This morning during a media stakeout on the Singapore summit between the United States and the Democratic People’s Republic of Korea, United Nations Secretary-General António Guterres answered a question concerning Italy’s recent closing of ports to migrant rescue ships.
Guterres stated: “I’ve always been extremely concerned with the fact that the space for refugee protection in Europe might be shrinking, and my strong appeal is that recognizing that countries have the right to manage their borders and countries have the right to define their own migration policies. Countries should do it in a protection sensitive way, and countries should do it in full respect for international refugee law.”
This response parallels a statement he made last year to La Voce about Italy’s arrangements with Libya to not send migrants to Italy. After the Secretary-General stated that the arrangement was a situation that would result in a violation of international law, Spokesman for the Secretary-General Stéphane Dujarric emphasized in a follow-up email to La Voce that “the SG was talking in general terms of refugee law and countries obligations. He does not know the intricacies of Italian law to comment on it.”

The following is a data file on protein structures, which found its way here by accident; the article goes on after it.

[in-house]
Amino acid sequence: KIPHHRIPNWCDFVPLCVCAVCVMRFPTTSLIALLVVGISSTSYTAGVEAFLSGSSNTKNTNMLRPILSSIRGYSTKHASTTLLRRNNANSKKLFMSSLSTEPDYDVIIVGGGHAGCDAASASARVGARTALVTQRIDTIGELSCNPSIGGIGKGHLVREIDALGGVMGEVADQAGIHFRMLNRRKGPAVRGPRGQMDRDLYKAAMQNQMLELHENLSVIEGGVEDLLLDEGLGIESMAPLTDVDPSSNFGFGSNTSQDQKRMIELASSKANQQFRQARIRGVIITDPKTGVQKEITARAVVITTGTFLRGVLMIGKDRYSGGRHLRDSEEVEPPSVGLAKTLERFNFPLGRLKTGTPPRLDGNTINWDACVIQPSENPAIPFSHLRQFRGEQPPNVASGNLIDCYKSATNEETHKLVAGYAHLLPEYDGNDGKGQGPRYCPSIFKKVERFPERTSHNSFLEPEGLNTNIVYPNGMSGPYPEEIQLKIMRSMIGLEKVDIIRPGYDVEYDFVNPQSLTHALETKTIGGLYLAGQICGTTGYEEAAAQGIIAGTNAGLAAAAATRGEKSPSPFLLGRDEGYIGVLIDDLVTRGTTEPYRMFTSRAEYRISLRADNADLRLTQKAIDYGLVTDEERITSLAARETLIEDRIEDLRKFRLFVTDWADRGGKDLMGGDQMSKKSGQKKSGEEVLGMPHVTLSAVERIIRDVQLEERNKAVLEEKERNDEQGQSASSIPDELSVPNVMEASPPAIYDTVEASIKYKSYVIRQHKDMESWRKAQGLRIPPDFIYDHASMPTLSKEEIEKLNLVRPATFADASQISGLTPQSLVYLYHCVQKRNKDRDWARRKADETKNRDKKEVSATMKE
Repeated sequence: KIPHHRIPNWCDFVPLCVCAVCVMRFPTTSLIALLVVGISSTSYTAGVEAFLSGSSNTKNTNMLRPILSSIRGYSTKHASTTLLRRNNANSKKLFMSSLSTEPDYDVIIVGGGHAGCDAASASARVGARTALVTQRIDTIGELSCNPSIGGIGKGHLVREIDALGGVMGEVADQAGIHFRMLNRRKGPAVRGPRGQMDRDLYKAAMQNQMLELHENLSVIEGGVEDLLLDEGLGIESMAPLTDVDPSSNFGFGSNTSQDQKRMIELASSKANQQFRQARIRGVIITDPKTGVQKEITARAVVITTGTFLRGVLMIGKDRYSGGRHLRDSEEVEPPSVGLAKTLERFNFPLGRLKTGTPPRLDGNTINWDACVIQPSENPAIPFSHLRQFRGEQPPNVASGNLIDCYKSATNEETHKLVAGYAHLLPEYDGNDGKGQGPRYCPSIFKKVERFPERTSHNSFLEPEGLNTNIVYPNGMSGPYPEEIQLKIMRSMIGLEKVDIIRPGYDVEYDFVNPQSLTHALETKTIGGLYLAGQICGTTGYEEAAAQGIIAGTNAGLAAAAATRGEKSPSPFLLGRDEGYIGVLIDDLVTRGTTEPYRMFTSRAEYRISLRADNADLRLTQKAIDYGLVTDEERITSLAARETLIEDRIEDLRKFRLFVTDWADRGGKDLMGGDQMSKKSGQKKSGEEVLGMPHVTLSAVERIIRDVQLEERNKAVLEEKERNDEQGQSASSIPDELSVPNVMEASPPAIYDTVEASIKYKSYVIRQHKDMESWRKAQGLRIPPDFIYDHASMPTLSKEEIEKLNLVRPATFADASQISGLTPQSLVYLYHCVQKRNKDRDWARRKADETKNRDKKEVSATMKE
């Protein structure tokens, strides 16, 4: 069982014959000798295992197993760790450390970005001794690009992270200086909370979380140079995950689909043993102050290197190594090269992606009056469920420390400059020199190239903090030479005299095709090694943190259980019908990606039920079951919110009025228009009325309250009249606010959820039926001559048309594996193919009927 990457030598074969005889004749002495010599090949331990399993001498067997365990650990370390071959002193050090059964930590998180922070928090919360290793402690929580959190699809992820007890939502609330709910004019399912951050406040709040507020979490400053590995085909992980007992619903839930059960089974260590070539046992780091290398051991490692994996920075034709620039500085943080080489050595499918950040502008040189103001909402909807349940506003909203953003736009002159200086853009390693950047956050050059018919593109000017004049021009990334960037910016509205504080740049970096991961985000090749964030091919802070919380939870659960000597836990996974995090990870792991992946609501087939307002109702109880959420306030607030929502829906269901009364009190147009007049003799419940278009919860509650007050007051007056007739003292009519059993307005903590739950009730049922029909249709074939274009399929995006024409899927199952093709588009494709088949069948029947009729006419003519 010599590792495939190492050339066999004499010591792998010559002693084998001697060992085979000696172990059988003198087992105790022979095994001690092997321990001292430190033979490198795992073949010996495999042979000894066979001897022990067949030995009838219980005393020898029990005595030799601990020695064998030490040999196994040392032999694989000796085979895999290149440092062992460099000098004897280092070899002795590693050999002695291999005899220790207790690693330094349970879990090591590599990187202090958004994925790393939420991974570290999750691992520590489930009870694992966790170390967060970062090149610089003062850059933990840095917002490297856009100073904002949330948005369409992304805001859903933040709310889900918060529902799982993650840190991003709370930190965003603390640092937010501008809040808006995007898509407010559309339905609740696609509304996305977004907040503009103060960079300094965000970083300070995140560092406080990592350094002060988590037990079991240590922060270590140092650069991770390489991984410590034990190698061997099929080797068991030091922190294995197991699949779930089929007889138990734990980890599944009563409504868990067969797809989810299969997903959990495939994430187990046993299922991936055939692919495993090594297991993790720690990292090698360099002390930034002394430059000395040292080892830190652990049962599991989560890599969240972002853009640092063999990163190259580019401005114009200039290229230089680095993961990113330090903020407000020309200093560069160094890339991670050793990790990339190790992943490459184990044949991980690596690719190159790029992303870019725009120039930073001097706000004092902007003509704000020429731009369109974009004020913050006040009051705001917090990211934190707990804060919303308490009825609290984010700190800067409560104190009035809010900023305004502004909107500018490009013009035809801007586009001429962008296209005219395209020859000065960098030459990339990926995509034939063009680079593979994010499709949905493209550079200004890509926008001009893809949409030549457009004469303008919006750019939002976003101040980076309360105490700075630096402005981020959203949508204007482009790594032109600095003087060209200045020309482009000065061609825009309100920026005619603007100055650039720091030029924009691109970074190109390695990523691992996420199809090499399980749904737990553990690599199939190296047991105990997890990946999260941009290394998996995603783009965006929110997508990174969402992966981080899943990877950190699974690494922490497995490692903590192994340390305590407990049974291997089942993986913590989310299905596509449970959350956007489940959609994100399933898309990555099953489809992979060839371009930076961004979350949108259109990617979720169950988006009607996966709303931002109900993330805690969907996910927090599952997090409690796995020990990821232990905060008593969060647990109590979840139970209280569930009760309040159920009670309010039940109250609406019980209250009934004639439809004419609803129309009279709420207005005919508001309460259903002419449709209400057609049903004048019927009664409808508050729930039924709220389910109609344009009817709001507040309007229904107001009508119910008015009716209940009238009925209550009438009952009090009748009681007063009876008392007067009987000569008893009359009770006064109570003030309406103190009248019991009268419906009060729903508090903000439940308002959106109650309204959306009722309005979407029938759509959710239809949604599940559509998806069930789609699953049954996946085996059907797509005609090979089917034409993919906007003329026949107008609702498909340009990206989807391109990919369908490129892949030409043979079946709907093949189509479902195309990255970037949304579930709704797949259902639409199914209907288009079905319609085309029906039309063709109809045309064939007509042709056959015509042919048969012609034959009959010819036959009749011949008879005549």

In both situations, Guterres has stated that the situations Italy is involving itself would constitute a violation of international refugee law, yet he has never explicitly stated that Italy is violating international law. As an Italian would say, “si indica il peccato ma non il peccatore” meaning “the sin is indicated, but the sinner is not.”